WATERVILLE — Whether the city should continue funding Waterville Main Street at the rate of $40,000 a year was a question city councilors grappled with Tuesday night as they discussed what items could be slashed and what should be added to the proposed 2016-17 municipal budget.

Councilor Dana Bushee, D-Ward 6, started the discussion about Waterville Main Street, saying that the organization has no executive director now and $40,000 is a lot of money. Typically, the organization comes to the council annually to describe what it is doing and what its plans are; but the last couple of years, that has not happened, Bushee said.

She said she thinks it’s time to take a serious look at the funding and see whether it should be cut and the money shifted to other places that need it.

“I don’t want to come off as the anti-Main Street councilor,” she said. “I think I’ve had concerns the last couple of years on events that used to be hosted by Waterville Main Street and activities that disappeared or blended into something else.”

City Manager Michael Roy said he thought it would be good to discuss the matter with Waterville Main Street officials after the organization holds a retreat April 25, at which members will discuss what to do about the executive director’s spot. That position was left vacant when Jennifer Olsen resigned last year. June L’Heureux, the office manager, has been running it since then.

Bushee said she is concerned that funding is given to Waterville Main Street based on what the organization wants rather than what is best for the city.

Of the $95,000 used to fund Waterville Main Street annually, $40,000 comes from the city and $30,000 from Colby College, according to Roy.

Councilor Steve Soule, D-Ward 1, asked whether the council could decide Tuesday at least to cut back the amount of funding the city provides.

Roy reiterated that he thought Waterville Main Street should have a chance to explain the need for funding.

“I’m going to let them know there are some serious questions and we’re looking at what may be the most difficult budget, …” Roy said. “These questions are very appropriate and important. Forty thousand dollars is a lot of money.”

Soule wondered aloud whether the council should not cut the funding right then and there, but Councilor Rosemary Winslow, D-Ward 3, resisted doing that.

“I like having a conversation with them first,” she said.

Bushee noted that she thinks highly of L’Heureux and loves the annual Kringleville event that Waterville Main Street hosts downtown during the holiday season.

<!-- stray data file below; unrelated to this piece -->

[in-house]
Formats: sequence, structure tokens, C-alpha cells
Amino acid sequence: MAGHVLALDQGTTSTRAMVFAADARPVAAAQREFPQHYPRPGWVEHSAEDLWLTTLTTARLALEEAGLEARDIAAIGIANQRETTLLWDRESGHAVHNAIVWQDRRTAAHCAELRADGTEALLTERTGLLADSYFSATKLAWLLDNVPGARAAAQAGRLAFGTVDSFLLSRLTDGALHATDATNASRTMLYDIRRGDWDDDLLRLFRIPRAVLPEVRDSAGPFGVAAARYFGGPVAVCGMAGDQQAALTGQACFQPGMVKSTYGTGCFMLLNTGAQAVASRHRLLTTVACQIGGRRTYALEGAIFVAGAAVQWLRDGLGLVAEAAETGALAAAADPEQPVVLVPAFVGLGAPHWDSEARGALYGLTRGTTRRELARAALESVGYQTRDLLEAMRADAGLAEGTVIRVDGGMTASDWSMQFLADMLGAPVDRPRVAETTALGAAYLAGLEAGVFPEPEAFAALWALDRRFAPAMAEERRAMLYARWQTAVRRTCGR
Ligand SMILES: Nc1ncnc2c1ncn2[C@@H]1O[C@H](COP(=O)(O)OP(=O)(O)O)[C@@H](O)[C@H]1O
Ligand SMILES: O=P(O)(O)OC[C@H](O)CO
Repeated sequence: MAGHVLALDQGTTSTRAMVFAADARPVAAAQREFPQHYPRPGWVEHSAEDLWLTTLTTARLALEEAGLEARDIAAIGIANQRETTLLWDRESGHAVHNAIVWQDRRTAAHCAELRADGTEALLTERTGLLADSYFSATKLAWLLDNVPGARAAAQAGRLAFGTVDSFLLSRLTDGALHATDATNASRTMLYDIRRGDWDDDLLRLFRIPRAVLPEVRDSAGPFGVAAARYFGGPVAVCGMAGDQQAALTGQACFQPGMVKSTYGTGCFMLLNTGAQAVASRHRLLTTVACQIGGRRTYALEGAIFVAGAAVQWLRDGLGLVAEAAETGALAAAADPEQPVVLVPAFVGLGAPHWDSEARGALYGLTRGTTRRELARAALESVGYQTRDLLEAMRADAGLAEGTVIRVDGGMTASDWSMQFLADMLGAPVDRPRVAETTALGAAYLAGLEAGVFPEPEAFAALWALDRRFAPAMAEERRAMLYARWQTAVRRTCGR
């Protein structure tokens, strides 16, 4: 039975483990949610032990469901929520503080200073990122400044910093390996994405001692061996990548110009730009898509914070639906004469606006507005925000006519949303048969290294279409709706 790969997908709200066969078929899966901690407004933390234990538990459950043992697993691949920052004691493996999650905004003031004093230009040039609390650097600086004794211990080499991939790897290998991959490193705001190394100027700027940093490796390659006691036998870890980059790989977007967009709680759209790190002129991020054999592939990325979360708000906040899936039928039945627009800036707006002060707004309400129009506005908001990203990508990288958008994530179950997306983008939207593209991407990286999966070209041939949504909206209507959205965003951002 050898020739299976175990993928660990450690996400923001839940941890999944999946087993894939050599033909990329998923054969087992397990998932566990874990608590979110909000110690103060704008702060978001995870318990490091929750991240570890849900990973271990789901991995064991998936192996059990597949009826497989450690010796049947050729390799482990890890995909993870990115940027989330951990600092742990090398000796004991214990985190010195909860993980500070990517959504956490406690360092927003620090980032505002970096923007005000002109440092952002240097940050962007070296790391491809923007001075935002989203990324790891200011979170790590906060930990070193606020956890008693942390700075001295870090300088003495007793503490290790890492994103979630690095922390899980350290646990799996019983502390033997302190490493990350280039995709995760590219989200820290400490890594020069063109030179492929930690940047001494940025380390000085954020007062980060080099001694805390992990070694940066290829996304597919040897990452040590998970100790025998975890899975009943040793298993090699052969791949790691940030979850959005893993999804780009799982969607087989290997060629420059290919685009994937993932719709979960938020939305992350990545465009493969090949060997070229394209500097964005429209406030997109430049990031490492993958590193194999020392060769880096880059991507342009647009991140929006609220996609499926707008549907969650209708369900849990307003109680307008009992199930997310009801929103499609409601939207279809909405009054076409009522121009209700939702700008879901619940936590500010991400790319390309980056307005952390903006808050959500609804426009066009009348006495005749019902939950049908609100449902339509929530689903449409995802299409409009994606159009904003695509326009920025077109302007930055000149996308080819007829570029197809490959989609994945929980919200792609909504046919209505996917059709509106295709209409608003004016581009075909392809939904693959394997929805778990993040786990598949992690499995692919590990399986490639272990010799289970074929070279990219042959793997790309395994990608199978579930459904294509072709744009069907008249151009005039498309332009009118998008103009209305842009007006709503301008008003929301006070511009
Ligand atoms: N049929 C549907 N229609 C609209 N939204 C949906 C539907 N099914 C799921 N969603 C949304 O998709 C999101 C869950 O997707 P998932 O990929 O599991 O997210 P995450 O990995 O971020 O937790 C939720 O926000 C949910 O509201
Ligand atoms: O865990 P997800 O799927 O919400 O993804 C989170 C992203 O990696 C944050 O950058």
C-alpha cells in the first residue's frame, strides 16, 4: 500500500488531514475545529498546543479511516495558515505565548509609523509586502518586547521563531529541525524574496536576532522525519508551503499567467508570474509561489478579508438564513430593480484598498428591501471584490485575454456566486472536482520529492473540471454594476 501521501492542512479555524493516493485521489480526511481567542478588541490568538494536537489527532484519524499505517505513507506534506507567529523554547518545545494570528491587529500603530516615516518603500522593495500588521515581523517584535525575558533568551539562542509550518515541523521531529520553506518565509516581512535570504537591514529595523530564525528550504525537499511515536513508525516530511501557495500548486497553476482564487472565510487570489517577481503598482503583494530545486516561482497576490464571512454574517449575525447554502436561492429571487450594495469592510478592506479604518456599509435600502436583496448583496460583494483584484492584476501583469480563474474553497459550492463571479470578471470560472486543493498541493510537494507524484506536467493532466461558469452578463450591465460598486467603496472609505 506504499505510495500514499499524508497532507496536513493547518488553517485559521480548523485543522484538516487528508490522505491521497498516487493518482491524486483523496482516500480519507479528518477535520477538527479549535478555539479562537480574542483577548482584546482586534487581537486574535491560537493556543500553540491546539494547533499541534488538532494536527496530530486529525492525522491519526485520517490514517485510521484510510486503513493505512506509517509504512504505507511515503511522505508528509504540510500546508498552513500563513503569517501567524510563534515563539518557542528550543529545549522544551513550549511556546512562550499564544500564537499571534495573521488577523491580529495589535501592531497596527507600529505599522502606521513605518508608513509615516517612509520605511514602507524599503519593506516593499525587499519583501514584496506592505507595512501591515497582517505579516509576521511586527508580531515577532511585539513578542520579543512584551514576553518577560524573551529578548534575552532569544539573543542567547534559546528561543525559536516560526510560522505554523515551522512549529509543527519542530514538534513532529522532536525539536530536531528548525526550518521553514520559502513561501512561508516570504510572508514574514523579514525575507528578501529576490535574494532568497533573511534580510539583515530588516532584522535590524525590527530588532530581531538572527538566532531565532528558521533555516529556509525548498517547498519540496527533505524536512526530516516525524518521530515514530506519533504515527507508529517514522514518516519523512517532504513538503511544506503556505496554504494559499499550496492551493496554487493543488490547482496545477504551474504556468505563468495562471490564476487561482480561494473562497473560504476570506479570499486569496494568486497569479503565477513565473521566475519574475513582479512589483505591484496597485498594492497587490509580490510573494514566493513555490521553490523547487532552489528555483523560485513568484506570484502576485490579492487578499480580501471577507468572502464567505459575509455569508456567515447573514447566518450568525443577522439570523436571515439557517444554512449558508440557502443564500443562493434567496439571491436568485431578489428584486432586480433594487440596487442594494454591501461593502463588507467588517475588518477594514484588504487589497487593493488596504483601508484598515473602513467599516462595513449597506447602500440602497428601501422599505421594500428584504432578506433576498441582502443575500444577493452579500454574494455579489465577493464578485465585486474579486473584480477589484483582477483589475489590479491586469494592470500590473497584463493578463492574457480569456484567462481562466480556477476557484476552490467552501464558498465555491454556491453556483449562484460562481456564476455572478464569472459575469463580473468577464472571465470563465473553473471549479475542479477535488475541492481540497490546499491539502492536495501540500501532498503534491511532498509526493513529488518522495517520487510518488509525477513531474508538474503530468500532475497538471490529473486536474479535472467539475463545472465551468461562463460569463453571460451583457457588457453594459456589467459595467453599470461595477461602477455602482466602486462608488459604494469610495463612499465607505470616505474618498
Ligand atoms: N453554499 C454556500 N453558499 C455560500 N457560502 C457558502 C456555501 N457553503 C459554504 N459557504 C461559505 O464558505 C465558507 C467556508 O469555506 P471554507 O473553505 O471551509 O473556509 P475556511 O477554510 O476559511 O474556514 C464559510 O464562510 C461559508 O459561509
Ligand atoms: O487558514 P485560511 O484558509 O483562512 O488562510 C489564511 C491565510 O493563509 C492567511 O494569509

A call placed late Tuesday to Charlie Giguere, president of the Waterville Main Street board of directors, was not returned immediately.

Meanwhile, councilors discussed a proposal in the municipal budget to add a full time code enforcement officer assistant position for $55,000, to include salary and benefits, with Bushee saying part of the Waterville Main Street funding could go to that position.

Last year, the council had proposed adding a new code enforcement position in the current budget. At one time that office had 2.5 positions, but now there’s only one — the code enforcement officer position held by Garth Collins. Collins has been stretched thin and doing the work of more than one person, according to councilors.

Roy said he hopes the position remains in the budget this year.

“I hope that’s not one of the items we put on the white board to remove,” he said.

On the heels of the discussion about the proposed code enforcement officer position, South End Neighborhood Association member Paula Raymond read aloud a prepared statement urging the council to fund the new position. She said there are about two dozen vacant buildings in the South End and vacant buildings attract blight and debris, draw critters and unsavory people and contribute to an increase in crime.

South End residents want to help the city help with those vacant buildings, and having an other code enforcement position will be beneficial, she said.

The South End Neighborhood Association considers the vacant building situation an emergency, she said.

“It’s the white elephant in the room that we all need to take a look at and remedy,” Raymond said.

Meanwhile, Fire Chief David LaFountain said during review of the Fire Department budget that the fire tower truck has been out of service about two months, waiting for a part — a swivel that lifts the tower bucket and rotates it. The truck manufacturer in Nebraska keeps two such parts on the shelf and Waterville was the third department to order one, LaFountain said.

“We’ve had expensive repairs, that being one of them,” he said.

The tower truck is an important piece of equipment in that if there is a fire in a tall building such as Elm Towers, the truck could help rescue an older person from an upper story, he said.

“It’s been a good piece for us. It’s a specialized piece of equipment. Unfortunately, it’s got a pretty specialized price tag.”

Amy Calder — 861-9247

[email protected]

Twitter: @AmyCalder17


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